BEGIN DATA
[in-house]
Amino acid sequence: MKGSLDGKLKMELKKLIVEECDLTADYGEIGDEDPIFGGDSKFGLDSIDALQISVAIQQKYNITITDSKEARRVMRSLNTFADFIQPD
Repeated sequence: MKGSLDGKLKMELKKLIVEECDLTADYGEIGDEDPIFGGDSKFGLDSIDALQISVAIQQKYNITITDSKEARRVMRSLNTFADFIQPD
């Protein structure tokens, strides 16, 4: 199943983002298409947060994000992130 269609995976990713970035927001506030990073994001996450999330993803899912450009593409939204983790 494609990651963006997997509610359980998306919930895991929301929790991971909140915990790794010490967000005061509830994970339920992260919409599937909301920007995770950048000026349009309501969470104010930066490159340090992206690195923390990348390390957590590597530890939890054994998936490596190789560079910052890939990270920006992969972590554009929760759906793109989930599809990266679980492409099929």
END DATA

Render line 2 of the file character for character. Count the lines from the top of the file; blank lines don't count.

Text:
Amino acid sequence: MKGSLDGKLKMELKKLIVEECDLTADYGEIGDEDPIFGGDSKFGLDSIDALQISVAIQQKYNITITDSKEARRVMRSLNTFADFIQPD